Some time ago, during a workshop on People Engagement topic, I was asking my colleagues in the great place to work of the multinational organization I was working for at that time, what makes them leap out of the bed and look forward to get to work on an early Monday morning.
Even if nowadays we do not necessarily need to leap out of the bed and physically go to work on a Monday morning, the topic of People Engagement is more than ever high on the agenda of many leaders in organizations that moved more and more into a virtual working environment or adopted hybrid working models.
That’s why, I invite you to a short exercise of ethnomethodology in order to understand what can (still) help people staying engaged.
The map needed for entering into such exercise starts from the definition of ethnomethodology – the sociological current developed by Harold Garfinkel – whose goal is to identify those practices that allow to the members of a society to build a sense, a social order. What situates ethnomethodology apart from other research methods is the fact that the researcher is part of the studied group, living practically day by day the experience of the respective ethnic group, but still keeping the distance for remaining objective.
Although the definition might appear difficult to digest, I would say that it represents in a way, what leaders are doing every day, as part of the ethnic group called organization: being inside, by working together with the team, but also being in a way outside, able to take objective distance by assessing the team, as well as the organization needs and implementing measures that can move everybody forward.
We are aware of the challenge brought by this dichotomy, which, topped up by the virtual or hybrid working environment, provokes tremendously the leaders who are trying to keep up with all the responsibilities, while they still wish to engage their teams.
The good news is that solutions exist. That’s why, I would like to propose you to stay together for a while and, wearing this double hat of an insider – outsider at once, to look at what you, as a leader can do for keeping (remoted) people engagement and ultimately, for building sense in organization.
When you look to your people as being different, with different needs and still with the same common denominator- the wish to reach success- it might be easy to recognize that the solution of keeping them engaged is closer than you think.
I invite you to see engagement actions structured on three dimensions:
- Engage Yourself – Your role, as a leader, is critical in setting the tone and modeling behaviors. A self-inquiry moment can help where you are from engagement point of view, by asking yourself: What kind of leader do I want to be? Are my values matching the values of the organization I am working for? Do I find meaning in what I do? What are my strengths? Do I feel challenged enough in the job I do? Do I (still) like what I do? Do I take ME TIME? If yes, how do I recharge myself? Are my choices driven by a fixed mindset or GROWTH MINDSET?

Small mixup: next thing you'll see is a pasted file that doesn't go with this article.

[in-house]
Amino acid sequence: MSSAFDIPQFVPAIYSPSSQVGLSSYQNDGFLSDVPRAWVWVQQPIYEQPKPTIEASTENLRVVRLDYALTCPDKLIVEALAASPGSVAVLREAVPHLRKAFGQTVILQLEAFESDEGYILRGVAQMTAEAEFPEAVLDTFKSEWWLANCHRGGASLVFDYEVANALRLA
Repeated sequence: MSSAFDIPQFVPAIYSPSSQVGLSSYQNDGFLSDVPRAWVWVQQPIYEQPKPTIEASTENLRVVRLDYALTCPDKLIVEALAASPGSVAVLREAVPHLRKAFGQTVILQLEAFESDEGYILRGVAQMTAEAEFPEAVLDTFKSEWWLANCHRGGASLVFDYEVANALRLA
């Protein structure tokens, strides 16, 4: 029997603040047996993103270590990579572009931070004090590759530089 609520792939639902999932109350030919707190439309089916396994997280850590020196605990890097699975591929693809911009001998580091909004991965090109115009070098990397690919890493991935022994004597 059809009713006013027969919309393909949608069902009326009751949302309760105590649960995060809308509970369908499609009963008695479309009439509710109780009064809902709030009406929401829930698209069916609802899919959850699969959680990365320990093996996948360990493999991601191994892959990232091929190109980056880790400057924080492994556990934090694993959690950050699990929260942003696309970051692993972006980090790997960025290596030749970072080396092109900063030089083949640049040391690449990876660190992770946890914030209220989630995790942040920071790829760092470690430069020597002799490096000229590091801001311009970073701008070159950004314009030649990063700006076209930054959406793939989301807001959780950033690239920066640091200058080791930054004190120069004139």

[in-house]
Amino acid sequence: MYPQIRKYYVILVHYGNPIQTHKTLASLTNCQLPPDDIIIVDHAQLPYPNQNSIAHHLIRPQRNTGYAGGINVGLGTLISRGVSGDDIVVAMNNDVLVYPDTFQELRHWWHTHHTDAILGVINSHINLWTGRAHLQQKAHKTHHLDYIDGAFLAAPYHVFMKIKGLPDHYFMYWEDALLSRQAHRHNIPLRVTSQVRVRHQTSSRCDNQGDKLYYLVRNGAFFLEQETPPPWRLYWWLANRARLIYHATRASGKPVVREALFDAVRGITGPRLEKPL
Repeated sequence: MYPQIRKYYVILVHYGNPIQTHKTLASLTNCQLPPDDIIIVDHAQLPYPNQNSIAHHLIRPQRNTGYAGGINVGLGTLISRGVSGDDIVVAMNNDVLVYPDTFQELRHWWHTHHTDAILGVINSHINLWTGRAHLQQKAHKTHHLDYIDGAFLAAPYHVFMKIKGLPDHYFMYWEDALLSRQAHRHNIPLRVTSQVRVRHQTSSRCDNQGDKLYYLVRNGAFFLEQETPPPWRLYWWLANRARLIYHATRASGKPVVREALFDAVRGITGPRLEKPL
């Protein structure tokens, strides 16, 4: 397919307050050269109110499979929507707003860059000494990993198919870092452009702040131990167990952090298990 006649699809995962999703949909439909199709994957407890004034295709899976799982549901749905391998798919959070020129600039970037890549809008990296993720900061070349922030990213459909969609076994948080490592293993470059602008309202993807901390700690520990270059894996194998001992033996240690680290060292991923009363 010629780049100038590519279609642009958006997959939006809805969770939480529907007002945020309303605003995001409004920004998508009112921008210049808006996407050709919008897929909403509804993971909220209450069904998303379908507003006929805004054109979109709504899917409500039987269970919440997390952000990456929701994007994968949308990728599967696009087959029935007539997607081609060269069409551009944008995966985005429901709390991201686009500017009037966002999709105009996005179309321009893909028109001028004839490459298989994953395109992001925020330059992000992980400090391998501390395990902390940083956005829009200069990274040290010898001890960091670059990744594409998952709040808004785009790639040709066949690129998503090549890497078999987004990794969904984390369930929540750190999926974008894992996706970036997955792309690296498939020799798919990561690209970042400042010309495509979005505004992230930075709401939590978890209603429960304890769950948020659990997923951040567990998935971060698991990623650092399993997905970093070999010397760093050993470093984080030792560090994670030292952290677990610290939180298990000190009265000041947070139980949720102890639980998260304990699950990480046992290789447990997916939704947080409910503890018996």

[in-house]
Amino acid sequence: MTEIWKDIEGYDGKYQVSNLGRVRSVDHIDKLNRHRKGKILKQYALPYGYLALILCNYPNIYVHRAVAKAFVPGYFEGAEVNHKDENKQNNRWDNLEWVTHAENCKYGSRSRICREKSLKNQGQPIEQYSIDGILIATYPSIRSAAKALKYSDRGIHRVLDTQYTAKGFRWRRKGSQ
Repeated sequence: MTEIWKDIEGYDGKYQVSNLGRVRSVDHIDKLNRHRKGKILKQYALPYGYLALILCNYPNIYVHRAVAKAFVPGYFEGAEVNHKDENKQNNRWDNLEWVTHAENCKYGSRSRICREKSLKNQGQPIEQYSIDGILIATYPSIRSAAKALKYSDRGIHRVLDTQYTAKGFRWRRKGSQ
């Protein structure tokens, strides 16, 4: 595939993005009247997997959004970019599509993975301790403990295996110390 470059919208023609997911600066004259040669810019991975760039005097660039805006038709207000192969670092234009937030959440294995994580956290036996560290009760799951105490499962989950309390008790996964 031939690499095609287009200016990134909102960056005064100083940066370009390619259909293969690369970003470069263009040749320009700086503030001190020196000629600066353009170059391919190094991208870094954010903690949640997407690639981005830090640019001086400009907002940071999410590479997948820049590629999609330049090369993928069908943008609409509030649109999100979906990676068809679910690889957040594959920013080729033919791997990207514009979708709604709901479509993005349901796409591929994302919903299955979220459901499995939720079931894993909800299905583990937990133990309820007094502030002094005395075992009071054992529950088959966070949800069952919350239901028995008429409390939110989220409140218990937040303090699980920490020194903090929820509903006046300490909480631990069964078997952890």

- Engage Your Team. In an engaging organizational culture, the sense is built by each of the employees. This emerges when the inputs of each of the team members matters. difference. Therefore, take time and ask yourself: Do I know my team? Do they trust me? Do they have clarity around their objectives? Do they know how they can contribute to the business? Do I know their career aspirations? Do I provide opportunities for development for my team? Do we celebrate success? Do I recognize and reward achievements? Do I take enough time to connect with my people? How do I communicate with them? Do I look at my team members as people, not just as employees? Do I make them feeling that I CARE?
- Engage the Business. Try to look at your organization as being a funky ( Kjell Nordström, Jonas Ridderstråle) one, i.e., innovative, surprising, emotionally oriented business. Take the time and identify if you offer a funky environment to your people by asking yourself: What are the values of the organization? Are they clear to our employees? Are we, as organization, transparent enough about the vision and strategy with our employees? Do our employees trust our products? Do we offer the freedom to express their thinking, to challenge the status quo, to organize their own agenda? Do we encourage innovation? What is the culture we want to have? Do we value diversity? Are we inclusive? Do we listen to our people? If we listen, do we HEAR them?
By having the curiosity to explore what’s going on with yourself, with your team members and ultimately with the organization, you might start to feel the BUZZ: enthusiasm, interest, excitement, simply said – engagement.
And that can become CONTAGIOUS.
Career and Life Coach